By Rachel Browne
• UTSA student • PRSSA •
After having attended my second PRSSA luncheon, I think I might be addicted. The food was great but what really got me coming back were the guest speakers. This month I had the pleasure of learning more about online news from James Aldridge, digital editor of San Antonio Business Journal (SABJ). While my notes talk about Sharknado 2 and Becky Hammon, I did also get tips on having a multi-tiered strategy for pitching stories. I won’t be sharing all my tips today, but I will highly urge everyone to keep up with Aldridge online. Take a good look at how Aldridge formats his articles along with the website in general.
I am a student working as a waitress, and I have noticed more and more people, of all ages, staying connected on their phones. As noted by Aldridge at the luncheon, being online is how to get a reader’s attention. Sales of print media has dropped. What is actually catching the audience’s attention today? Readers want their news stories faster, to the point and a picture to go with the story. Website entries such as spotlight pages, photo galleries, and “listicles” are what helps to gain page views.
Although luncheons are quick, Aldridge gave an information packed presentation that left this listener wanting to read SABJ. I will be trying to get more print versions of SABJ, because they have more detail than their online versions, but I also love new Business Pulse 2.0 when I’m short on time.
Well color me flattered. I just finished my first PRSA luncheon as a UTSA PRSSA student and I cannot believe that I did not take advantage of this opportunity earlier on in my college career. Everyone was very welcoming, even when I went around asking for money. Speaking of, the 50/50 raffle was a great way to support my fellow peers. I am very appreciative of the opportunity because I know some students have a hard time finding a way to pay for school.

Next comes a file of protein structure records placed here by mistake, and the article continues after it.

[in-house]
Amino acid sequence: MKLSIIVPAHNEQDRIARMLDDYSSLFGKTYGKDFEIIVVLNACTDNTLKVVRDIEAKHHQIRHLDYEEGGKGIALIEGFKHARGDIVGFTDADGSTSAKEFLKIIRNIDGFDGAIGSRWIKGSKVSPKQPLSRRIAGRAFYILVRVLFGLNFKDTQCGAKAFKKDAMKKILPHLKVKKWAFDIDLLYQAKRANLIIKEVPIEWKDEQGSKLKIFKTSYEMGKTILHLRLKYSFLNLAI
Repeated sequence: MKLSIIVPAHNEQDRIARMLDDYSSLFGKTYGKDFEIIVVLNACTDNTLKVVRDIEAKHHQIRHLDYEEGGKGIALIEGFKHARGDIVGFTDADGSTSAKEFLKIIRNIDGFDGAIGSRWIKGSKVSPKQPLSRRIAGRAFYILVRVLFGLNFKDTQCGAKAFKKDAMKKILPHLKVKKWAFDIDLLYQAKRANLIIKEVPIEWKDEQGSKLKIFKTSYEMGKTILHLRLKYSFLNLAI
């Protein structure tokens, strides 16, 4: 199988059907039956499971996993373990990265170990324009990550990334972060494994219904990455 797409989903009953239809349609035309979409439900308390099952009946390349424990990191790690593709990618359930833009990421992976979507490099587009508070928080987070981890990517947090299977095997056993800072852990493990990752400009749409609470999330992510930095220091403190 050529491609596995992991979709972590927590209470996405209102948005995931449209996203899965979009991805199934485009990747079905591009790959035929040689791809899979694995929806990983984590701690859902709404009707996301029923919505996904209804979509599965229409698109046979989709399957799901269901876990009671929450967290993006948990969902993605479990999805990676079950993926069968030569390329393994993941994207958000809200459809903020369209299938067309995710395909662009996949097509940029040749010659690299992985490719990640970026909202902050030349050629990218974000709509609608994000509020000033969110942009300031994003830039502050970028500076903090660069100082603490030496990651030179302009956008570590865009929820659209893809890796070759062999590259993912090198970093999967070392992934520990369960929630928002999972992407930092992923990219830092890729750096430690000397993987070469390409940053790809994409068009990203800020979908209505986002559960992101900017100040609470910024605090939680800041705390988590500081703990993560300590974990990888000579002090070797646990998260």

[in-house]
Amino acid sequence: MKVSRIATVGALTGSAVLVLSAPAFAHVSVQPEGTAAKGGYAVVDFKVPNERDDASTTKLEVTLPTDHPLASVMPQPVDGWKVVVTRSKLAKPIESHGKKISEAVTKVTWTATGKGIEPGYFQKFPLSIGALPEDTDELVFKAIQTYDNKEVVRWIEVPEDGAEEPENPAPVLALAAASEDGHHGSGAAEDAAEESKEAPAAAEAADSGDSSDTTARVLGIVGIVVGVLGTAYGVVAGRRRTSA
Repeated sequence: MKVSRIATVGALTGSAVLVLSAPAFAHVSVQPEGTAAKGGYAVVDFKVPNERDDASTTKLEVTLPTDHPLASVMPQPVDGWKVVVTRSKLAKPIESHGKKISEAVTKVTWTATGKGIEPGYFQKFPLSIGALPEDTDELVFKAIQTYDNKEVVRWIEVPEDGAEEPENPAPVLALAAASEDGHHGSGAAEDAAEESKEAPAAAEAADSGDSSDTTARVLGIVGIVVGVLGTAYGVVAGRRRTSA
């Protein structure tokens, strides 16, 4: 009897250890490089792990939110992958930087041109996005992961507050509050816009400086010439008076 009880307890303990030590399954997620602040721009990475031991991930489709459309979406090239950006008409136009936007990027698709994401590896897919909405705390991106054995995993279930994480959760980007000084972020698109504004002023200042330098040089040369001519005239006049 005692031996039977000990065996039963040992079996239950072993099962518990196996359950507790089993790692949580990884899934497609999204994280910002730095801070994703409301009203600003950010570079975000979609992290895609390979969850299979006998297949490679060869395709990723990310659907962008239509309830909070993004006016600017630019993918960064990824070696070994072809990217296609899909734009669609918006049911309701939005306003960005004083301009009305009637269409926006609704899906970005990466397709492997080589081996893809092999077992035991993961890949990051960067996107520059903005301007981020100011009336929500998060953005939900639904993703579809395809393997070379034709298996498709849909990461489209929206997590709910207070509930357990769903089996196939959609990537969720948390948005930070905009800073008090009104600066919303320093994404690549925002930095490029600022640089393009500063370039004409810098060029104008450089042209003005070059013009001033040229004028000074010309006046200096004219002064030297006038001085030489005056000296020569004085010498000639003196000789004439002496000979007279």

Besides that, I was able to get great tips from Sara Hicks, marketing manager for The San Antonio Orthopaedic Group. Her presentation showed what she did for last years San Antonio Business Journal’s Social Madness competition. The presentation shared her tips for creating an action plan, “Doing More With Less.” My hats off to Hicks because that competition looked fierce.
The luncheon also discussed Time Warner Cable and their hyper-local cable news channel. The news director, Michael Pearson, and managing editor, Crestina Chavez, shared the mechanics of how the channel would work.
I can’t believe the presenters were able to share so much information in just a short lunch session but I very appreciative of the opportunity and can’t wait for the next one.